Business transformation is always an uphill struggle. But unless you address the elephant in the room it may be an impossible one, writes Mark Vincent from change management specialist Applied Change
It’s almost a given that most large-scale change initiatives fall short of expectations. Credible sources such as McKinsey, IBM and Harvard Business Review all quote failure rates of around 70 per cent. While acknowledging the debate on the numbers, most people who have been involved in major change would agree it’s tough making it happen. So what’s making it so difficult?
Firstly, why do we care?
The trouble is that large-scale change (or “transformation” to use a popular buzzword) is more common now than it has ever been. Globalisation and advances in technology are driving a new pace and highly competitive trading environment for everyone. If we don’t move quickly enough, someone else will… and they will eat our dinner, so to speak.
So are the problems with change simply due to a lack of knowledge? This seems unlikely given the huge amount of information available on change management. On Amazon alone, a search on the term “change management” shows around 17,000 results!
So what is it then? Is all this information wrong? Is it being ignored? Or maybe, like leading a healthy lifestyle, most people know what they should do, but actually doing it is something quite different.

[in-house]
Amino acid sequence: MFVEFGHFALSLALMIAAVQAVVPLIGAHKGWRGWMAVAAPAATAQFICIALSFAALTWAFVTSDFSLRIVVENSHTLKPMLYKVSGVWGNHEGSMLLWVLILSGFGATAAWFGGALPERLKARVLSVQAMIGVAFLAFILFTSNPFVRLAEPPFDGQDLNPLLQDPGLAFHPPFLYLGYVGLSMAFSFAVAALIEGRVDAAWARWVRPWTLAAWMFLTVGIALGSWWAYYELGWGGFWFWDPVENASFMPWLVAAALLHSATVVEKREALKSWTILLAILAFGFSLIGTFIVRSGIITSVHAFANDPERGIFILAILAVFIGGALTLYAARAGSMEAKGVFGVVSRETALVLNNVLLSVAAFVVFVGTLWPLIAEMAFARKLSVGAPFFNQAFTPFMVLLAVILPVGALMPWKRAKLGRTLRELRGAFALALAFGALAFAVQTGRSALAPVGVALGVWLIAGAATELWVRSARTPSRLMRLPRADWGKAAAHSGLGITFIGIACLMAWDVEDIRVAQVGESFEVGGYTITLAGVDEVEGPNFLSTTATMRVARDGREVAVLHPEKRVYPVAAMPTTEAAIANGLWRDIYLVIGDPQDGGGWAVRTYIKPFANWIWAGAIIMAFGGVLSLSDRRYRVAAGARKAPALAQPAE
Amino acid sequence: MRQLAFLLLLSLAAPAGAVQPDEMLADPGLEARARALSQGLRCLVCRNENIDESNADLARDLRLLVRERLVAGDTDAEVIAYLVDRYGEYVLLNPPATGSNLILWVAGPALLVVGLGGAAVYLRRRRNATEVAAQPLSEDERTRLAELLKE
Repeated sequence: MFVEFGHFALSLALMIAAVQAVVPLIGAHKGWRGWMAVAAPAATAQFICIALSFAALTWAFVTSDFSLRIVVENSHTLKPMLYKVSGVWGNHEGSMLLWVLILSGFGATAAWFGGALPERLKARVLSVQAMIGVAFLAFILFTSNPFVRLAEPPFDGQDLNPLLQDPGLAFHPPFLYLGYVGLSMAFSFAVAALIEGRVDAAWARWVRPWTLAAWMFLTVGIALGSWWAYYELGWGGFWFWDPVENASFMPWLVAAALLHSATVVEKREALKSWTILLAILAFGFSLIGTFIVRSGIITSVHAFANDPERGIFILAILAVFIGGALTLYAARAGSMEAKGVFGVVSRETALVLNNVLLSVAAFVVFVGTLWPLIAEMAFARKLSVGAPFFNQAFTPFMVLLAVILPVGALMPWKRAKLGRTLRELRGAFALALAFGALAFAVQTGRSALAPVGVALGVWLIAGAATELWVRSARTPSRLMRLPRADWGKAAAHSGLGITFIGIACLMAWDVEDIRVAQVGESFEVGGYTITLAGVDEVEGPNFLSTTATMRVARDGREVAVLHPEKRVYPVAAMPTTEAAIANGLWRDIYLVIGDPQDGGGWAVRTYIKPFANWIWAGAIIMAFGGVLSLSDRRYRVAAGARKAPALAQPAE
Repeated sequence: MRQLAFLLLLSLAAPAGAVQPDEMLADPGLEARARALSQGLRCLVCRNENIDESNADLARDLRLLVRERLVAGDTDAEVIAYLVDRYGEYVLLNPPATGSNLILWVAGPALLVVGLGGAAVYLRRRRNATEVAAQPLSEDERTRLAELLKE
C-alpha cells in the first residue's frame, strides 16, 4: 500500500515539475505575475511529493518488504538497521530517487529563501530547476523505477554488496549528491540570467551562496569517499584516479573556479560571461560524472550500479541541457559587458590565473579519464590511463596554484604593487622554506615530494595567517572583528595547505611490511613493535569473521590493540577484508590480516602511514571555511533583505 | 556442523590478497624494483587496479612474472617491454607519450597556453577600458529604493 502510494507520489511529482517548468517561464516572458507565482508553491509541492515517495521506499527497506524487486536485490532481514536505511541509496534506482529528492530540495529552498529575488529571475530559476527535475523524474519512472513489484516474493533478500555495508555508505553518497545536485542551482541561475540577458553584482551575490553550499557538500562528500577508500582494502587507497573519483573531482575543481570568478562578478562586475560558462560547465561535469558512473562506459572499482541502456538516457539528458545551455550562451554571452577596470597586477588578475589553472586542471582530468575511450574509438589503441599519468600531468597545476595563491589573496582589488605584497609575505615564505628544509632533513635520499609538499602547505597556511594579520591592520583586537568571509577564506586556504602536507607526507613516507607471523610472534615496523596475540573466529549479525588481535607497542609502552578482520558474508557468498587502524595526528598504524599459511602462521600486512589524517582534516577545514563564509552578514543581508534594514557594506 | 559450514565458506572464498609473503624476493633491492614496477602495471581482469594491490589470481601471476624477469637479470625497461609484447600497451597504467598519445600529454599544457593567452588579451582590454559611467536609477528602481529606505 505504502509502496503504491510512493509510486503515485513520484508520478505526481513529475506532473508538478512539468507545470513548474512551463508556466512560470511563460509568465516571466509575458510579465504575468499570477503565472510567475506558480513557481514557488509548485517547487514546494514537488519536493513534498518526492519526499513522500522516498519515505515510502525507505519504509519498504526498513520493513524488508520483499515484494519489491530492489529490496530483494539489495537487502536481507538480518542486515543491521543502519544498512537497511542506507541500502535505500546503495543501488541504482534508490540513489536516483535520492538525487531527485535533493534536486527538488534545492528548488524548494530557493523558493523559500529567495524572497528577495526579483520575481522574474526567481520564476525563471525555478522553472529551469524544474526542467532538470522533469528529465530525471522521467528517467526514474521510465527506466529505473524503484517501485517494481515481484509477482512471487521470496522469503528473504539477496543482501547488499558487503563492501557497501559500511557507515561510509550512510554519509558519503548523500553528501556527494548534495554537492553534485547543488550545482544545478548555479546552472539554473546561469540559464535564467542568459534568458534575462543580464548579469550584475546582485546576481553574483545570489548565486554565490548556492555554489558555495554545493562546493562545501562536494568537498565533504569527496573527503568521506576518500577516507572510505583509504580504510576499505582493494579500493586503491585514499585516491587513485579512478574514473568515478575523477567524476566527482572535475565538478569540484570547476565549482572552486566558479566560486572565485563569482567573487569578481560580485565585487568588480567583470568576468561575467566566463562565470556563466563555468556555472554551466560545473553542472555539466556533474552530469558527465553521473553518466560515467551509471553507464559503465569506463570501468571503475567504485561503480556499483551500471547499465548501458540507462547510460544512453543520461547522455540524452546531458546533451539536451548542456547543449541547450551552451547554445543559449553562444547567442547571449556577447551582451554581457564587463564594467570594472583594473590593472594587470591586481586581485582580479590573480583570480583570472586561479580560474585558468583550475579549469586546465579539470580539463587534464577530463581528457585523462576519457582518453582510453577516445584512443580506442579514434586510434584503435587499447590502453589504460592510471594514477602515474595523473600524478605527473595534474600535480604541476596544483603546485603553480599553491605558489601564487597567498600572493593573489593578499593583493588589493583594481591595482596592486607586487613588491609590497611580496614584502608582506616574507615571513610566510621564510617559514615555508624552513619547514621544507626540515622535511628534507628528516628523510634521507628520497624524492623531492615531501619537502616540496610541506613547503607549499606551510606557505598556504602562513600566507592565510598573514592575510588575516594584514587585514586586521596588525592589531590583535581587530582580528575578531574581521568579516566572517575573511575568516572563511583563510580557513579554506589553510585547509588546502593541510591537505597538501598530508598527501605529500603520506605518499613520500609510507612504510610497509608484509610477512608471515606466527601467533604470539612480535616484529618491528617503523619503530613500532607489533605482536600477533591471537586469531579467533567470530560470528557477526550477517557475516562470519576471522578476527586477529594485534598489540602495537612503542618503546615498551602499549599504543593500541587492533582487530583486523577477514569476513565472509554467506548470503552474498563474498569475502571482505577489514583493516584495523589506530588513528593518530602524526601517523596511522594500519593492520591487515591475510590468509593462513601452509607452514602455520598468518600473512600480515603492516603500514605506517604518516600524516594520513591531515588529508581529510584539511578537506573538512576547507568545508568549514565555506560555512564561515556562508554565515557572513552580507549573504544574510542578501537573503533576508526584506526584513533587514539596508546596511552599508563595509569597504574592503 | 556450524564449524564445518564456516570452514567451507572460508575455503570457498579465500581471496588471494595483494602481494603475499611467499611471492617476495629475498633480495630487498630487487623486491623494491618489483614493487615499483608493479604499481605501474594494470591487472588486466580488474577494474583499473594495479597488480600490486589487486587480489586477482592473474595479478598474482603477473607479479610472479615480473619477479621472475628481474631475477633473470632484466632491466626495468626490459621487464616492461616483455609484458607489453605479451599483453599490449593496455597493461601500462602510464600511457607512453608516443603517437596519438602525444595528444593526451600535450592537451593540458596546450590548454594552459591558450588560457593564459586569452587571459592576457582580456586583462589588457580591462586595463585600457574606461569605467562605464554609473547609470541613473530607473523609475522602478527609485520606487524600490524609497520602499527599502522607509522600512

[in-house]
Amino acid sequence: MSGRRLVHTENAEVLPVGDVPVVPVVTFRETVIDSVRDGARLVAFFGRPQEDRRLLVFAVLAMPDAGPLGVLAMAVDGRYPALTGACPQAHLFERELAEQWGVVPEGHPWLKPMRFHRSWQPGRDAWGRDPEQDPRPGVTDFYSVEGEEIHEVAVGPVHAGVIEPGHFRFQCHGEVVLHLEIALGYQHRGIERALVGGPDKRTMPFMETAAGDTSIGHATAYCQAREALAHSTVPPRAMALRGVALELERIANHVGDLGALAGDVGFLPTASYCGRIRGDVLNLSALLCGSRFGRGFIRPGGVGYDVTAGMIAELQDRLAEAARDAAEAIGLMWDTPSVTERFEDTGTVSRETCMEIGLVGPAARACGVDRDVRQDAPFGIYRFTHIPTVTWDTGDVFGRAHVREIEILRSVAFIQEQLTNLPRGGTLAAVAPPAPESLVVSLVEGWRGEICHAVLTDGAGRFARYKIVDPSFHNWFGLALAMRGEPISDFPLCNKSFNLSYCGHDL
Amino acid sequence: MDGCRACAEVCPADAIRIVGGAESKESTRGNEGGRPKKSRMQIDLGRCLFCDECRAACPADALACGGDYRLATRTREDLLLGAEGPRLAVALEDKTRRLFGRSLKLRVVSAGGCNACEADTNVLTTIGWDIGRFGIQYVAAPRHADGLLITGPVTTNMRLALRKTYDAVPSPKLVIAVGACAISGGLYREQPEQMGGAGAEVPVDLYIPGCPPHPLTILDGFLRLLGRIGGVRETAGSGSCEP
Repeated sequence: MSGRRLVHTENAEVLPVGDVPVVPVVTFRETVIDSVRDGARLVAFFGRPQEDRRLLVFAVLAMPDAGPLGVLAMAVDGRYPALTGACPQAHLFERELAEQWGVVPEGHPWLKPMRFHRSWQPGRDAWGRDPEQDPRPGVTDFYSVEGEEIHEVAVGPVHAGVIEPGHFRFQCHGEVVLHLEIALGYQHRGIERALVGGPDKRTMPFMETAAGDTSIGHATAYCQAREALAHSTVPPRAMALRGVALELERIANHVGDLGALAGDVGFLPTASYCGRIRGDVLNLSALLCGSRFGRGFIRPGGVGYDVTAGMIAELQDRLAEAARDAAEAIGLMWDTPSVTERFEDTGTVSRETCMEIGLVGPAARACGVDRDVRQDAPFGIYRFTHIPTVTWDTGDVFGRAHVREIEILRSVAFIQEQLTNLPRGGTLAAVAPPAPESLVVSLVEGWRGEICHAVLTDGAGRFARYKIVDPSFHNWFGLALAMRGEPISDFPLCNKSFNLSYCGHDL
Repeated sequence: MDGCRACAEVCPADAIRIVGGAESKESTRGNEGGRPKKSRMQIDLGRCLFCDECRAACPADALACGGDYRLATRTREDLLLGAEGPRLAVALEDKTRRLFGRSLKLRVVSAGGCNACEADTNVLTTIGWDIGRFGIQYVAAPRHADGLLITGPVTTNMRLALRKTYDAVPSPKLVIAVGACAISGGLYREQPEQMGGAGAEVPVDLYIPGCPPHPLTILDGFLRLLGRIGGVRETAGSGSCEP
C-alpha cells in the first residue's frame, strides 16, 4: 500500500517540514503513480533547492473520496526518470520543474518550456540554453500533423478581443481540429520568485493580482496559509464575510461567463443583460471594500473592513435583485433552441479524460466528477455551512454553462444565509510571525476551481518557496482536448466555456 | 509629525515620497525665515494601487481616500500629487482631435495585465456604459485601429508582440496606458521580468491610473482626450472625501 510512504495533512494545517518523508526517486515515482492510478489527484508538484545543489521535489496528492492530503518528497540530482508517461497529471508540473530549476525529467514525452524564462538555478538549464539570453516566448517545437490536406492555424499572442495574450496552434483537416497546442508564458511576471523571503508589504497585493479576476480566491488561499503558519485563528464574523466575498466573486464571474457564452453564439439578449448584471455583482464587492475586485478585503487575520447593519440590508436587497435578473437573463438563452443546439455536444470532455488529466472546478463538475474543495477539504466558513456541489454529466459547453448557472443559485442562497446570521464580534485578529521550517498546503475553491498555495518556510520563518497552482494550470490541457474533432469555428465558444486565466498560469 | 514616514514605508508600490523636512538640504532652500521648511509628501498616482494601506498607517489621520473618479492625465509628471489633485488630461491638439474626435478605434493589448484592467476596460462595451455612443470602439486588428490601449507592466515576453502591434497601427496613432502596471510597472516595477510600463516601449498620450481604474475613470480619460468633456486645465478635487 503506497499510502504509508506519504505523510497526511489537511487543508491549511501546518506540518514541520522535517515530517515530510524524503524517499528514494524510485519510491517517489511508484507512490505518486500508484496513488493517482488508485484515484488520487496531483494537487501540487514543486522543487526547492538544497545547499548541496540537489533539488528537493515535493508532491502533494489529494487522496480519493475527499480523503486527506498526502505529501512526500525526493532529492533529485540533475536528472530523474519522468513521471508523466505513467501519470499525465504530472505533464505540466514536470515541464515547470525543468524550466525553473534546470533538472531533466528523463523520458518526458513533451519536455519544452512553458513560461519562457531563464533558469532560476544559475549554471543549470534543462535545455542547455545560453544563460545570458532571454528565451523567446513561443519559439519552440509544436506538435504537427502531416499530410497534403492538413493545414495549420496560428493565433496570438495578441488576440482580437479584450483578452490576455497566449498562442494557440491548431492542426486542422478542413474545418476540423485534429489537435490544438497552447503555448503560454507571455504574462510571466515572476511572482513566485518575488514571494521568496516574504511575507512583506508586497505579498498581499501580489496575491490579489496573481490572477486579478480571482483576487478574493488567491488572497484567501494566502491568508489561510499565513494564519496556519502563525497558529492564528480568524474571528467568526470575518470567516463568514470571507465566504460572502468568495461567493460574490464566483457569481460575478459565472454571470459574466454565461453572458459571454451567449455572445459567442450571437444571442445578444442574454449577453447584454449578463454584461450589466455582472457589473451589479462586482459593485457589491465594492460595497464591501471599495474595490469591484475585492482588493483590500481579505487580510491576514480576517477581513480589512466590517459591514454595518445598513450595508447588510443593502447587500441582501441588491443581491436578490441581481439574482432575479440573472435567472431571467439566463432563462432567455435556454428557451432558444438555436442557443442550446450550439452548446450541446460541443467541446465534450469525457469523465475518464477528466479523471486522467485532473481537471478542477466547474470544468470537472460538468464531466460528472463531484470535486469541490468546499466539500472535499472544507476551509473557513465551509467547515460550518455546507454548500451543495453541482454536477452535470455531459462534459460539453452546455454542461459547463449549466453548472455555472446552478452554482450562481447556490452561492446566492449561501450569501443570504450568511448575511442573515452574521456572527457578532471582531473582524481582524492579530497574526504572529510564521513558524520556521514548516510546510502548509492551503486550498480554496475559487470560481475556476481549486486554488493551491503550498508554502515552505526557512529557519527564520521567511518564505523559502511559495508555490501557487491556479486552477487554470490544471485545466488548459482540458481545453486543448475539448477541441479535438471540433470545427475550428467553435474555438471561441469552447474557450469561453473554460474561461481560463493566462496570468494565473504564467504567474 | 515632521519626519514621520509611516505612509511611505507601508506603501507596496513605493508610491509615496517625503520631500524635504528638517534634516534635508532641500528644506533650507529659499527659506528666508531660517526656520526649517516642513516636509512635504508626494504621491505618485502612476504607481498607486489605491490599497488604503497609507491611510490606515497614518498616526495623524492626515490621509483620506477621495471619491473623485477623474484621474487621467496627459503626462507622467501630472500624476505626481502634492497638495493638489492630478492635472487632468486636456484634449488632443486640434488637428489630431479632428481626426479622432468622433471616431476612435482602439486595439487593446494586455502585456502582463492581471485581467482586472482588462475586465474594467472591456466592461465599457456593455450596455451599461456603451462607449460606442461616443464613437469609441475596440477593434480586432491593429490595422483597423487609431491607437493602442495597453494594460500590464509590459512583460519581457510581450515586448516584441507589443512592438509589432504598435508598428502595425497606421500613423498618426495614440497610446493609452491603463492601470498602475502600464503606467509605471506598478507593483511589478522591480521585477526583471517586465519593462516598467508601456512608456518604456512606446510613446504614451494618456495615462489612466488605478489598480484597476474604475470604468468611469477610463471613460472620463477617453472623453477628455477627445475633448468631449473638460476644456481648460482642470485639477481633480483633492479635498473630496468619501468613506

Elephant in the room
The often-overlooked elephant in the room is motivation. This is the difference between knowing the path and walking it. I’m not just talking about the motivation of the person at the top or a few senior executives; it’s that wider emotional driving force across the organisation that makes everyone want to move in a certain direction.
You may have noticed how creative people can be in resisting (passively or actively) what you are trying to do when they don’t see the benefit to them personally. When you then consider that they may fear losing some of their team, their beloved corner office or maybe even their job, then it’s not really surprising it sometimes feels like an uphill struggle.
Put simply, the force for change must be greater than this resistance or inertia, otherwise it will run out of steam pretty soon, even with the most skilled project managers or consultants.
Emotional vs rational
To begin addressing this inertia it’s worth remembering that our emotional side is stronger than the rational one. The former is typically lazy, skittish and wants instant gratification, even at the expense of greater long-term benefits.
Anyone who has tried dieting may recognise the internal battle that ensues between our rational and emotional sides. And we all know which one eventually wins out in most cases.
Scale that thinking up to an organisational level and it’s easy to see why effecting major change is a real challenge. We’ve been at the centre of some of the biggest industry-wide transformations and, in our experience, failing to develop strategies to really motivate the critical mass is one of the key reasons why large-scale change either moves too slowly or fails altogether. So maybe it’s time we acknowledged the elephant in the room.
In the end, we can try to force people to do things they don’t want to, or we can persuade them to want what we want. We’ll leave you to decide which is more likely to be effective in the long run.
Applied Change has been helping our clients to a position of strength in delivering transformational change in challenging and fast paced environments. We take a holistic approach to change, working alongside executives and their teams, fostering a culture of openness and shared learning which helps us all grow stronger and realise our true potential.